But it's not only the action of Punch and Judy that could interest an artist. The mechanics of the show are interesting too, its very transparent illusions. There's the booth, upright and human-sized, almost a costume, overtly concealing the puppeteer inside it. There are the puppets that poke out above the booth's ledge, clearly a pair of human hands: glove puppets. And the odd thing about glove puppets is, they only ever poke out. They cannot stand free. You can never see all of them. There isn't really an 'all' to see.
The practical reason, obviously, is that glove puppets don't have whole bodies, as marionettes do. They're an extension of the operators' arms. But the audience mustn't see those arms, so the puppets, when they appear, are always in part off-stage. They put their heads and torsos above the parapet, but their lower body must disappear " and it's a body that doesn't have a definite lower end, it just trails off into the unseen space below.
Glove puppets are inherently emergers. Their illusion of life is dependent not only the hands that manipulate them, but on the stage window that frames them. To live, a glove puppet must stay cut off, partly out of view. In fact, the only time you see the whole puppet is when it comes off the operator's hand and is flung out of the booth, empty, skirts flying. (This happens to Mr Punch's serial victims.) In other words, when it's dead.
There's a similar situation in pictures. Things are always emerging. They poke in from outside the frame. They poke out from behind other things. A part of them stays out of view, and it isn't always clear what this unseen part is up to, or whether it even really exists. In dozens of Renaissance portraits, for instance, you just get a head-and-shoulders, and as for the rest of the body below the frame, well, you assume it continues somehow but this continuation isn't the picture's business. As with a glove puppet, you can believe in what appears in the picture, even though it seems to appear out of nowhere.
Or there's Philip Guston's The Studio. You might call it 'A Portrait of the Artist as Mr Punch'. It's partly because of the subject. It's partly because the whole image works like a Punch and Judy show.
OK, not a direct inspiration. Strictly speaking, it's 'A Portrait of the Artist as a Ku-Klux-Klansman'. But this pointy-hooded character, who appears in other Guston paintings, is never quite a white supremacist terrorist. He's more a faceless shape, a figure of dumb comic menace, a malevolent skirted puppet. (But then the Klan itself has a ridiculous side, with its absurd monster-hero nomenclature " Imperial Wizard, Grand Dragon, Exalted Cyclops, etc.)
The painting is deadpan comic. It is a lumpen cartoon variation on a great theme of Western painting: the image of the artist in his studio, the manifesto picture that exalts the artist and his art. Vermeer did one, and Velazquez, and Courbet. Guston's late 20th century version shows the modern painter amid a messy collection of his essential props " paintbrush and cigarette, naked light bulb and studio clock. Unlike traditional versions, The Studio doesn't proclaim the social standing or the social importance of the artist. It offers a less dignified kind of heroism, tough, manly, dirty, smokey. There's a backfire joke in having the artist paint his self-portrait with his head in a bag.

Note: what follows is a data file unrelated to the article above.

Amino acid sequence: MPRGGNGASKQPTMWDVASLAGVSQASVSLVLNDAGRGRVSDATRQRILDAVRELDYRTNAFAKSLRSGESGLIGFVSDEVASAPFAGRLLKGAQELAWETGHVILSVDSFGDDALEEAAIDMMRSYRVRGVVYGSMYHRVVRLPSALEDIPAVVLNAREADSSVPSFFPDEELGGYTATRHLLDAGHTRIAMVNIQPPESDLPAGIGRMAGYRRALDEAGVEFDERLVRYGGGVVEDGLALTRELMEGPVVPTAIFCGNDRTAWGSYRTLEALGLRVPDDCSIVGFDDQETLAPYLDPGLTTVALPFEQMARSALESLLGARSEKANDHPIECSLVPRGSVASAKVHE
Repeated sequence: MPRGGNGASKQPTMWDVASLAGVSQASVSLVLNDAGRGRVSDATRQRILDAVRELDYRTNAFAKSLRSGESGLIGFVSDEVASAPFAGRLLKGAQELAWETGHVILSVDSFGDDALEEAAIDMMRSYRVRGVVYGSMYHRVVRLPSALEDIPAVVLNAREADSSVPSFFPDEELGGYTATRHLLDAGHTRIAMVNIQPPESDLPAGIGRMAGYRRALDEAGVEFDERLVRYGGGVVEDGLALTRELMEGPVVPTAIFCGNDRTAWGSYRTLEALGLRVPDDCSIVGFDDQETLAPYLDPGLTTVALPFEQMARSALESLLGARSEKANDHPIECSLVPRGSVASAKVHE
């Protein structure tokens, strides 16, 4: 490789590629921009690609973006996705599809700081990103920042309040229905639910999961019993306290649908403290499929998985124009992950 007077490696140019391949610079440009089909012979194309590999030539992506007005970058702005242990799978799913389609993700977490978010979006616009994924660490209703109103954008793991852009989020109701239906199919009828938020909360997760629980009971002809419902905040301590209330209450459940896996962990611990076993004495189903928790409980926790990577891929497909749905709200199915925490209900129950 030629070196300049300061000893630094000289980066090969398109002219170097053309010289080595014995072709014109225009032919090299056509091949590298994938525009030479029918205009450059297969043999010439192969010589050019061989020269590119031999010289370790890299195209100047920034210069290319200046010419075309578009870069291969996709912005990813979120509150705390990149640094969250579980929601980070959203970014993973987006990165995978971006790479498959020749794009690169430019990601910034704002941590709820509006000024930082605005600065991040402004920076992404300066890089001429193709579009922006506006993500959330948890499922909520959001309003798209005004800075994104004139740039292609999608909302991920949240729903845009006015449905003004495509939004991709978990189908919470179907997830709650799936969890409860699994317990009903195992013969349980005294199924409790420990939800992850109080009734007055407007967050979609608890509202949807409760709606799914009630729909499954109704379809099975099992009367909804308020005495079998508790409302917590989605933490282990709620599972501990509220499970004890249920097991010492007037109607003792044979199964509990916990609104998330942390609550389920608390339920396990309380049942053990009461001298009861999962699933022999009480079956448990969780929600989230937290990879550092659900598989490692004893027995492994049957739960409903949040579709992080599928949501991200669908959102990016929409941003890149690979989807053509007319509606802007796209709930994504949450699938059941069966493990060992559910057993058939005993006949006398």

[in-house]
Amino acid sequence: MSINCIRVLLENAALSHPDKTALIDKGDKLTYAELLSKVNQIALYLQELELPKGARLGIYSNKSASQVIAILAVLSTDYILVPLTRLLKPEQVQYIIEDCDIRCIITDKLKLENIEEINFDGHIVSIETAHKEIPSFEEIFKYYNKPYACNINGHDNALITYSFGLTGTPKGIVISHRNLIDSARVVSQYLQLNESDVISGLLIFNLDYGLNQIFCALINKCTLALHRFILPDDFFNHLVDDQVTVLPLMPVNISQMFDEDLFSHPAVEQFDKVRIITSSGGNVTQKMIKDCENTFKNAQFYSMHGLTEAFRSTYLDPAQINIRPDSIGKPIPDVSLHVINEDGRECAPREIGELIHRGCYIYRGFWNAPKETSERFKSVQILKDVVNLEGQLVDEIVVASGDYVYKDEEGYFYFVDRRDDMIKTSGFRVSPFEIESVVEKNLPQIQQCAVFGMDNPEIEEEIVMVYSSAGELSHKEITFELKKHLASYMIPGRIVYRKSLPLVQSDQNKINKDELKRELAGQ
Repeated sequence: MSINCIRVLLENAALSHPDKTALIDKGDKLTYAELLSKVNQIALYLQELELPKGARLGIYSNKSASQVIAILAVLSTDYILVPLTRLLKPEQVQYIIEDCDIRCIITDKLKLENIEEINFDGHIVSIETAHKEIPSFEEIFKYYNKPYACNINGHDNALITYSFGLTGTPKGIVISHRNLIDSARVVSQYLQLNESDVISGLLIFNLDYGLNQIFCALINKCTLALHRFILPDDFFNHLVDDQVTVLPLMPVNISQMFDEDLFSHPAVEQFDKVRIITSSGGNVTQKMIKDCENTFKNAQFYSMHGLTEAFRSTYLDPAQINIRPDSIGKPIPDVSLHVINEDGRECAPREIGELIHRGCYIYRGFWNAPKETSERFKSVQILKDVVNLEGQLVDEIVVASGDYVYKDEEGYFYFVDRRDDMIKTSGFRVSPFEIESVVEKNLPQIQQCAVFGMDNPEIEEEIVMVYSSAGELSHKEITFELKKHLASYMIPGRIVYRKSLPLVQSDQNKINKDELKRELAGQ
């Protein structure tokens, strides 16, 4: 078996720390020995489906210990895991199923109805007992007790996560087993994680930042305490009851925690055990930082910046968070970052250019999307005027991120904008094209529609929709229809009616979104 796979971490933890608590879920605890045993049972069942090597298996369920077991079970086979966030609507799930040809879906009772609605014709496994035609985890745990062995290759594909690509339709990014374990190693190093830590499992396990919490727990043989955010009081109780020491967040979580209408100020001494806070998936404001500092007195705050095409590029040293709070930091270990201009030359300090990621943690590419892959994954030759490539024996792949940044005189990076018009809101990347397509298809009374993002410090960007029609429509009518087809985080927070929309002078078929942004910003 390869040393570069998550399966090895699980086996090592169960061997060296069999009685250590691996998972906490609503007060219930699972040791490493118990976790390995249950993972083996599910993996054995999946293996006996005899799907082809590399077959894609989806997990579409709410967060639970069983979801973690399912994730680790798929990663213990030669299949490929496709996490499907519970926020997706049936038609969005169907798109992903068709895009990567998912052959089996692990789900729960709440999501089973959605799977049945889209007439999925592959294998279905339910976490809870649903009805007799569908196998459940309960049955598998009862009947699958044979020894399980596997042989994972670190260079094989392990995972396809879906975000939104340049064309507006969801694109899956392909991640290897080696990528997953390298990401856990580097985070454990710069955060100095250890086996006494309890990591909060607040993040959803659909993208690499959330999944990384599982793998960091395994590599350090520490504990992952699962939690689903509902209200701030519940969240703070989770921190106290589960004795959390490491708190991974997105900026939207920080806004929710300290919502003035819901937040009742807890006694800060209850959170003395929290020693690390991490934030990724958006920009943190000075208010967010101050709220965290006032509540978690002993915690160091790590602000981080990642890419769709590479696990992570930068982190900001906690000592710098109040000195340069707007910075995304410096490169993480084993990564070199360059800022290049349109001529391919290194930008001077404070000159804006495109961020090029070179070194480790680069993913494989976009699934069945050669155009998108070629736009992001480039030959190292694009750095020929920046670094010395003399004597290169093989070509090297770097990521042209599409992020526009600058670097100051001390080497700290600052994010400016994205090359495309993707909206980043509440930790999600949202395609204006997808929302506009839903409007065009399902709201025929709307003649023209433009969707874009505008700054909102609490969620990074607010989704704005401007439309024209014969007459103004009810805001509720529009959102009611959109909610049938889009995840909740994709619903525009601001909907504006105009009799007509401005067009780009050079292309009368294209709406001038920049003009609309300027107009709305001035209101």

But notice too how the whole scene is an overt construction, a put-together. Everything is poking in. Nothing has any foundation within the picture. Every item emerges (like a glove puppet) from behind something else. The central hooded figure arises from off frame. His big red painting hand enters from behind him. The light bulb dangles in from the top. The window peeps from behind his head. The clock comes out from behind the easel. The easel and canvas arrive from behind the red palette and the artist and ultimately from off-frame too.
Paint pots are set on the bottom edge of the picture, which becomes a ledge, as in a Renaissance portrait: some solid ground there, at least, but also another bit of tricksiness, as if the things in a picture could 'sit' on the picture's frame. Meanwhile, at the top, more framing devices, this time borrowed from Vermeer, the two swathes of red curtain that just hang in from somewhere or other. The painting may have a rough, heavy manner, but it's canny, and full of nods to the history of art.
Visual echoes all over knit the packed scene together. Above all, there's an insistent linkage between the activities of smoking and painting. The cigarette sticks out from the two upright fingers, as the brushes stick out from the paint pot. The cigarette and the held brush are horizontal and parallel. As the brush paints, the cigarette puffs. The rising plume of grey smoke, which lies absolutely in the centre of the picture, is made of paint and looks like a bit of raw paint swirled around. Oddly enough, this isolated puff of smoke is the only thing in the scene that unequivocally doesn't appear from behind something else. That's the way to do it.
Philip Guston (1913-80) was a New York painter who changed course twice. He started figurative, with a blend of surrealism and social satire. After the war he went into what some called 'Abstract Impressionism', multicoloured patches of paint huddling together in the middle of the canvas. Around 1970, cartoonish shapes emerged as the most vigorous example of late-20th-century figurative painting " body-parts, eyeballs, hairy bollocks, fag-ends, hob-nail boots, dustbin lids, piled up, raw, thick, clumpy, fatty, wrecked; hang-over pictures, heart-attack pictures, a savage farce with solid presence, and a delicate wit articulating it.Reuse content